A few kilometres away at Canaan Export Clothes Trading Centre, a vast  complex where Igbo is spoken as often as the local Cantonese language, Lamine  Ibrahim loads thousands of jeans into bags destined for Africa.
He is one of several hundred Africans who has forged a deeper connection to  the city by marrying a local Chinese woman — a relationship founded on love  but also economic prudence.
“For (communication) with the Chinese people... she can do. I buy my car,  she is there, I open my own factory, she is there. So if I have no wife it’s  not easy,” says the Muslim trader from Guinea in broken English. 
Five months ago Ibrahim and his wife Choi Zoung-mai — renamed Maryam Barry  after converting to Islam — opened their first factory hiring 43 Chinese  workers. With this latest investment they hope to secure a bright future for  their four-year-old son who speaks fluent Mandarin as well as French, English  and Fula.
Prejudices can run high    
While there are several success stories, not all African entrepreneurs make  it in China — for some rising costs and intense competition make it difficult  to stay afloat. But this migrant community, which began forming in Guangzhou in  the 1990s, has built a network of groups to support each other’s ambitions.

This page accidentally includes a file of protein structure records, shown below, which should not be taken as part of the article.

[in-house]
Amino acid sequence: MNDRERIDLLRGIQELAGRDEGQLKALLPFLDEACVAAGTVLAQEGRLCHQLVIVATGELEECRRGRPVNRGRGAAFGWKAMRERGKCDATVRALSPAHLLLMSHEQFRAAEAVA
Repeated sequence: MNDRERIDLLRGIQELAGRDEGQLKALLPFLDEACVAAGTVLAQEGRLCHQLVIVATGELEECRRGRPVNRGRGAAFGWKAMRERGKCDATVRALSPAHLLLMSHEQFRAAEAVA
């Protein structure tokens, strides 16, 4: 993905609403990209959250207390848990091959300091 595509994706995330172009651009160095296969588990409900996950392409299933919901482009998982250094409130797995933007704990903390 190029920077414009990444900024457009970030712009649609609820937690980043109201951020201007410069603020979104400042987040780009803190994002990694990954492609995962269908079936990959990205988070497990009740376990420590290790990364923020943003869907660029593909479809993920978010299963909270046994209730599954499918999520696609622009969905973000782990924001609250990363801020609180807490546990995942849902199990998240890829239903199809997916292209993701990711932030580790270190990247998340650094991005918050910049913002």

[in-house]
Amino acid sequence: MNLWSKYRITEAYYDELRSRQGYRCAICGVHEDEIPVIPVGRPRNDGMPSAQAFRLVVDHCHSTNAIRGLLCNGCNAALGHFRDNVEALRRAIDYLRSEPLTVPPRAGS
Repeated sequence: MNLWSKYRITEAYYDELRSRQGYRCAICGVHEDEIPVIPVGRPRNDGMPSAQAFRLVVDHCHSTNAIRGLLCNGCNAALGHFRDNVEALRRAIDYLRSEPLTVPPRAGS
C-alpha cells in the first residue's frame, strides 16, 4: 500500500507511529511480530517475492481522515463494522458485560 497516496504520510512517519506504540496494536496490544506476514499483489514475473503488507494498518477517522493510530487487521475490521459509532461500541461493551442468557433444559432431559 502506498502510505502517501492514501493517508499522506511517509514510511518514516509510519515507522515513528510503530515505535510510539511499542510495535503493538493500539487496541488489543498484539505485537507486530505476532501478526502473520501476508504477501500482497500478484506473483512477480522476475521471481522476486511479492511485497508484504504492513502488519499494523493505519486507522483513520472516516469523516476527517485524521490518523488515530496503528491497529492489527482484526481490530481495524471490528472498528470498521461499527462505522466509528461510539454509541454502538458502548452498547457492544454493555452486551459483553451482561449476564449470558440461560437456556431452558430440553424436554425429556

This is vividly apparent in the handful of African Pentecostal churches  that have sprung up across the city. Tucked away on the ninth floor of a  building behind Guangzhou railway station, 150 worshippers crowd into Royal  Victory Church.
“Our prayer is that you will prosper,” the pastor preaches to cries of  agreement from a mostly male congregation drawn from Nigeria, Cameroon and  Ghana.
The African entrepreneurs who are flourishing in Guangzhou are succeeding  where many foreigners fail. Not only are they navigating the notorious Chinese  bureaucracy but at times overt racism in a country where prejudices can run  high.
This can range from mild snubs from taxi drivers who refuse to pick up  black customers to more serious accusations of traders being unfairly targeted  by police when they conduct raids for illegal immigrants.
Even so others report good relations with the Chinese. “Many traders feel  much more comfortable working in China than they do in Europe,” says Roberto  Castillo, a Lingnan University researcher in Guangzhou.
Ojukwu Emma, president of the local Nigerian community, says the main  problem for Africans trading in China are the increasing clampdowns on visas. 
He says it is getting harder for African residents in the city to renew visas,  or for those travelling back and forth to gain re-entry.
“You cannot allow foreigners to come in and not give the foreigner  confidence to stay. Once you are out to the world, you must be open,” says the  businessman who has lived in the city for 16 years.
But for now booming Sino-African trade continues to draw new waves of  African entrepreneurs, drawn to the shores of Guangzhou in search of the  Chinese dream.-- AFP

Source: New Straits Times

No comments:

Post a Comment